Serial is a reflection on a murder case and the criminal-justice system reported over "just" a year, which is to say, it is researched with more effort and depth than 99 percent of journalism produced on any beat in America. "Even the best works of journalism produced by white journalists about minority communities ... have the same problem," Kang writes. "The writer can feel like an interloper, someone who will stay long enough to write a story and then leave." But wouldn't any professional journalist spending a year in Woodlawn, Maryland, investigating a case that the victim's family doesn't want reopened feel like an interloper who'd write the story and leave? After all, that's exactly what they would be.
Nearly all journalists are interlopers by necessity. (So are police detectives and prosecutors and defense attorneys. That's just the job.) When white journalist Radley Balko's reporting helped spring African American Corey Maye from death row, I'm sure Maye didn't mind that Balko didn't stick around Mississippi afterward.
Reporters should be critiqued when they get something wrong about any community they're covering. White reporters covering minority communities should proceed with great care, thoughtfulness, and sensitivity—and scrutiny of their coverage is important. But such critiques shouldn't hinge on whether the journalist "feels like" an interloper, or was disabused of ignorance in the reporting process, or is slightly ambiguous on a peripheral matter that could be interpreted as offensive but, by the critic's own admission, may not have an offensive meaning.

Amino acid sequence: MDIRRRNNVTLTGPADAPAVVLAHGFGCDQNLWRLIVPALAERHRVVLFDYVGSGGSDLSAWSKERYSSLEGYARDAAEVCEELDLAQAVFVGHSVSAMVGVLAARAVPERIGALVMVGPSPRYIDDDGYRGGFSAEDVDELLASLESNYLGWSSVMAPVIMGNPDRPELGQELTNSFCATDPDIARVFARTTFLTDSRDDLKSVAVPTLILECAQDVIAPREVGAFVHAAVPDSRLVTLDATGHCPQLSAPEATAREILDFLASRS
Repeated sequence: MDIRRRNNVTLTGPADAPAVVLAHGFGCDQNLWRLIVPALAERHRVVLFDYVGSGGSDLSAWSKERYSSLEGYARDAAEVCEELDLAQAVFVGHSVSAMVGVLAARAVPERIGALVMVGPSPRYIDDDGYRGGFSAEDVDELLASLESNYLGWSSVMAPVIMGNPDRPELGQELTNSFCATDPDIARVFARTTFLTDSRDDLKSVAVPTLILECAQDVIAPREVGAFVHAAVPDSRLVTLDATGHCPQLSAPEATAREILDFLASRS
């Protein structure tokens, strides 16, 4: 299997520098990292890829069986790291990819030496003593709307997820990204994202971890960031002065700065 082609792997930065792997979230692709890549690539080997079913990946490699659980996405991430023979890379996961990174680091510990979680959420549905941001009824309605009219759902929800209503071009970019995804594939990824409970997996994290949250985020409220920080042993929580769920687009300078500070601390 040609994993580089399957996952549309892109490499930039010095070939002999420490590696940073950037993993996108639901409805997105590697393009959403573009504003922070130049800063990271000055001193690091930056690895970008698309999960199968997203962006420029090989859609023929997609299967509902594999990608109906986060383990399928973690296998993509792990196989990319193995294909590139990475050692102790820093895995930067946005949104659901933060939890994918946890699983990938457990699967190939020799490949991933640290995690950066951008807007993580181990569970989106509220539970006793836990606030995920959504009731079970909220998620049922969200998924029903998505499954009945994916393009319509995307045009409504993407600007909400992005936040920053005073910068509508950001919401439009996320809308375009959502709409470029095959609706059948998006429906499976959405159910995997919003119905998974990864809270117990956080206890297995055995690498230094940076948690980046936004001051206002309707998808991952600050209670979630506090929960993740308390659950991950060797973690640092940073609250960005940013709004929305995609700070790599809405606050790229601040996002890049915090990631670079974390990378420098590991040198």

Most of all, the response to mistakes should never be to discourage white reporters from telling important stories. Insufficient coverage can mean that murderers are never found, that civil liberties are violated, that police abuse with impunity, that cities are more corrupt than they might be, that innocent people stay locked in prison for life without parole, that Americans have less empathy for their neighbors. "The staffs of radio stations, newspapers, and magazines tend to be overwhelmingly white, which leaves reporters and writers with a set of equally troubling options," Kang writes. "Either ignore stories from communities of color, or report them in the same sort of shorthand that Koenig uses throughout Serial." To which I can only say:
Those are not equally troubling options!
An exhaustive, year-long inquiry into a possible wrongful conviction is not, by virtue of minor, speculative transgressions of tone and interpretation, troubling in just the same way as not even covering injustice. Whether one is invested in journalism, social justice, or both, minimizing the number of times that people cringe should not be elevated to a primary goal. American history is filled with people interacting across racial, ethnic and religious lines in ways that were fraught, uncomfortable, and highly successful.
There is no other way to live together in a diverse society.
*For the curious, Kang's other example of Serial getting it wrong is no more persuasive. He writes: